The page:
Trotter v. State

Annotate this Case

429 N.E.2d 637 (1981)

James Anthony TROTTER, Appellant (Defendant below), v. STATE of Indiana, Appellee (Plaintiff below).

No. 880S342.

Supreme Court of Indiana.

December 30, 1981.

*638 Jeffrey A. Lockwood, Lockwood & Swick, Alexandria, for appellant.

Linley E. Pearson, Atty. Gen., Janis L. Summers, Deputy Atty. Gen., Indianapolis, for appellee.

*639 PRENTICE, Justice.

Defendant (Appellant), following a trial by jury, was convicted of Murder, Ind. Code § 35-42-1-1 (Burns 1979), Robbery "A", Ind. Code § 35-42-5-1 (Burns 1979), and Theft "D", Ind. Code § 35-43-4-2 (Burns 1979). He was sentenced to imprisonment for terms of forty (40) years for the murder and thirty (30) years for the robbery. He was not sentenced for the theft. This direct appeal presents the following issues:

(1) Whether the trial court erred in admitting the defendant's confession into evidence.

(2) Whether the trial court erred in allowing the State to amend the Information for Robbery "B" so as to charge Robbery "A".

(3) Whether the juvenile court erred in waiving its jurisdiction.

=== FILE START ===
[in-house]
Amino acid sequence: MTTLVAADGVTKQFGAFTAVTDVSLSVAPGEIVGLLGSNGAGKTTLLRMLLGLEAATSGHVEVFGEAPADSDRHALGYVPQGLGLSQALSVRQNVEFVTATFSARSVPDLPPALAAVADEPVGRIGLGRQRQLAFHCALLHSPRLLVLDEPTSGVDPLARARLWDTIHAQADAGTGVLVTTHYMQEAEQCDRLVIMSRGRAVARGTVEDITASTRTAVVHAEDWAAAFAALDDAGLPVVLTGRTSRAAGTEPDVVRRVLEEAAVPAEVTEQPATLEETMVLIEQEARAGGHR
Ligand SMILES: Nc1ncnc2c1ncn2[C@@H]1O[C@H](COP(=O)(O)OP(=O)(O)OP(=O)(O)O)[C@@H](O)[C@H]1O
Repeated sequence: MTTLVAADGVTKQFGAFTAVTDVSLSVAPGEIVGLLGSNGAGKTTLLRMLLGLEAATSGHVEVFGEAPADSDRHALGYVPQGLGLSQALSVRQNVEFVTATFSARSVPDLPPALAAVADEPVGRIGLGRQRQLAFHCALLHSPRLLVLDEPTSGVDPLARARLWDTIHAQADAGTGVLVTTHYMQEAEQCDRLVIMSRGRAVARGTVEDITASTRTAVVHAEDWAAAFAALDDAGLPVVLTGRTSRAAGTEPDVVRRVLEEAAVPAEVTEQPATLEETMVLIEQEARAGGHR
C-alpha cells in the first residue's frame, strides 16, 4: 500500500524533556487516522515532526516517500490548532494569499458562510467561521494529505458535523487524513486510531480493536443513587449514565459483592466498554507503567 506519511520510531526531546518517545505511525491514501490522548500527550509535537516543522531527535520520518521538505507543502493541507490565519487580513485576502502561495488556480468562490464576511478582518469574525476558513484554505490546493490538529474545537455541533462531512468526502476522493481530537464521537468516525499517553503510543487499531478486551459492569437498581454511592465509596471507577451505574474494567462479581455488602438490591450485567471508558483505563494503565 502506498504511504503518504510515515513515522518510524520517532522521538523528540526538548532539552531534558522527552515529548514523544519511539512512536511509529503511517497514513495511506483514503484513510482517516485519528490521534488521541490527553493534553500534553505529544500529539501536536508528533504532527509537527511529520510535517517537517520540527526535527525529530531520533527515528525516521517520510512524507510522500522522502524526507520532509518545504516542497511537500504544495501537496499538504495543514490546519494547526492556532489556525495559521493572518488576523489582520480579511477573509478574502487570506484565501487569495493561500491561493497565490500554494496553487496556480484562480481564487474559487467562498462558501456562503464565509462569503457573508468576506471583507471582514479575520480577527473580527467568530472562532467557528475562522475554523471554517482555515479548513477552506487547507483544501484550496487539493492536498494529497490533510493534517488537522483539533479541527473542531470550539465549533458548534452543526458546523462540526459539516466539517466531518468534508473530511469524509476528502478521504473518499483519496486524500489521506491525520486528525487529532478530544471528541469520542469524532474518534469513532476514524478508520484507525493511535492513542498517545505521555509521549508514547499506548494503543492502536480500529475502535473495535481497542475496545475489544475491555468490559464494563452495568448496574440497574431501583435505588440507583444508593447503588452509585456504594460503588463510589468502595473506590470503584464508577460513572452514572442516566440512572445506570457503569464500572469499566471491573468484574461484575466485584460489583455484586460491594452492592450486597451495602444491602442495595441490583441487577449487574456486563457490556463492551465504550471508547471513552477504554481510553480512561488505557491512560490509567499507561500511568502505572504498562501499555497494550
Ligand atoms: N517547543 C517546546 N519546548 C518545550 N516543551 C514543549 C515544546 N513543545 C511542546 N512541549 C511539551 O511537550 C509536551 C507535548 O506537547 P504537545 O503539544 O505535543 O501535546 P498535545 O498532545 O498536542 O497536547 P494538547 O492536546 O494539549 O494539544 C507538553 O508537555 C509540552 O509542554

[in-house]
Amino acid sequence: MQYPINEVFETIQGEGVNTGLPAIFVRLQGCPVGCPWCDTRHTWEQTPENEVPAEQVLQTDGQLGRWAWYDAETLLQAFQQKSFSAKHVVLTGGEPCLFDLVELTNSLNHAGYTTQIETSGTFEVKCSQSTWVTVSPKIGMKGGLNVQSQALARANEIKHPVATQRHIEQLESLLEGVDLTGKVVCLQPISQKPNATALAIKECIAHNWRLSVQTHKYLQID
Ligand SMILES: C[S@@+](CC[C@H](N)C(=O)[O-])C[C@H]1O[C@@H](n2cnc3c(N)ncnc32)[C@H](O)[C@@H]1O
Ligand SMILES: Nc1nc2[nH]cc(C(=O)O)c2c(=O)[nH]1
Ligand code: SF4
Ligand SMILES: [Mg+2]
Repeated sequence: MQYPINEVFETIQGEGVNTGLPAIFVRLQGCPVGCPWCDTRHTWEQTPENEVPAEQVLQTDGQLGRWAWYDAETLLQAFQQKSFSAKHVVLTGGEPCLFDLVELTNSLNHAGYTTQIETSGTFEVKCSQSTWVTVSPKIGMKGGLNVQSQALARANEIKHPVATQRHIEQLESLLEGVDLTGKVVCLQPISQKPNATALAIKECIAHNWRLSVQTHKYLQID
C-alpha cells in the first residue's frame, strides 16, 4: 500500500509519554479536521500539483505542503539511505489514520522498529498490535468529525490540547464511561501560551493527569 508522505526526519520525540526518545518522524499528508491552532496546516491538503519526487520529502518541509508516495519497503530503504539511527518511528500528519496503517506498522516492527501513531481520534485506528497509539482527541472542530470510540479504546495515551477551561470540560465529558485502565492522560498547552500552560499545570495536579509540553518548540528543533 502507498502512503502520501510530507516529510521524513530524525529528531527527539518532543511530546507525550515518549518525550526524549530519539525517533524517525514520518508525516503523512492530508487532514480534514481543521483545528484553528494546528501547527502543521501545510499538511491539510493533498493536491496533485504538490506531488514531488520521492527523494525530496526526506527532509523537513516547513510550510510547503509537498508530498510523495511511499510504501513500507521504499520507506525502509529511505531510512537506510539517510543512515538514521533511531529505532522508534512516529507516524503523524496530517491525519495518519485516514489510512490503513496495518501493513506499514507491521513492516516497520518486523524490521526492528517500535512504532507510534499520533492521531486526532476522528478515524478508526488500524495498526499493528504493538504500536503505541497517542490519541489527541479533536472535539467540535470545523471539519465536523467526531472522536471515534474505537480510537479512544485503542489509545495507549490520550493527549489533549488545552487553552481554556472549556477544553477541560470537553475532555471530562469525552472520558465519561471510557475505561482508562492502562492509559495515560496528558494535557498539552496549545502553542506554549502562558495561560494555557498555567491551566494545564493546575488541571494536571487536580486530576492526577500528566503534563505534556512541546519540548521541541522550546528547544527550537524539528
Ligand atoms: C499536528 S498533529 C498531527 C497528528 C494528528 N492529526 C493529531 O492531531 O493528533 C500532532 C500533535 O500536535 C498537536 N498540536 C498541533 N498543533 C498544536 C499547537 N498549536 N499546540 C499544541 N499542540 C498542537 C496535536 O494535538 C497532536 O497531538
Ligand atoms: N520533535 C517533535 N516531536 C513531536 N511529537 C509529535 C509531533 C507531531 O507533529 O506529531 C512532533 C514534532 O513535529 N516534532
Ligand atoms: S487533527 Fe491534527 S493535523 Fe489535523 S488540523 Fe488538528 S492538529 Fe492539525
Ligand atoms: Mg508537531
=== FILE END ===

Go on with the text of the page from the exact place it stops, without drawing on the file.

(4) Whether the trial court erred in failing to grant a new trial on the basis of newly discovered evidence.

The facts most favorable to the State reveal that Defendant shot and killed Shawn Teeter, removed guns and money from the Teeter residence, and then fled in Shawn's pick-up truck.

* * * * * * ISSUE I

Defendant contends that the trial court erred in allowing one Officer Bistricky of the Cleveland, Ohio Police Department to relate statements which the defendant had made shortly after his arrest.

Defendant, a seventeen-year-old juvenile, was arrested on October 17, 1979 at his mother's home in Cleveland for the October 14, 1979 Murder and Robbery of Shawn Teeter in Tipton County, Indiana. Appellant contends that the statements, a confession, were obtained by Officer Bistricky in Cleveland under circumstances that did not constitute a knowing and voluntary waiver of rights under Ind. Code § 31-6-7-3(a) (Burns 1981). Defendant asserts that we should apply Indiana law so as to exclude the confession, but we do not meet that issue.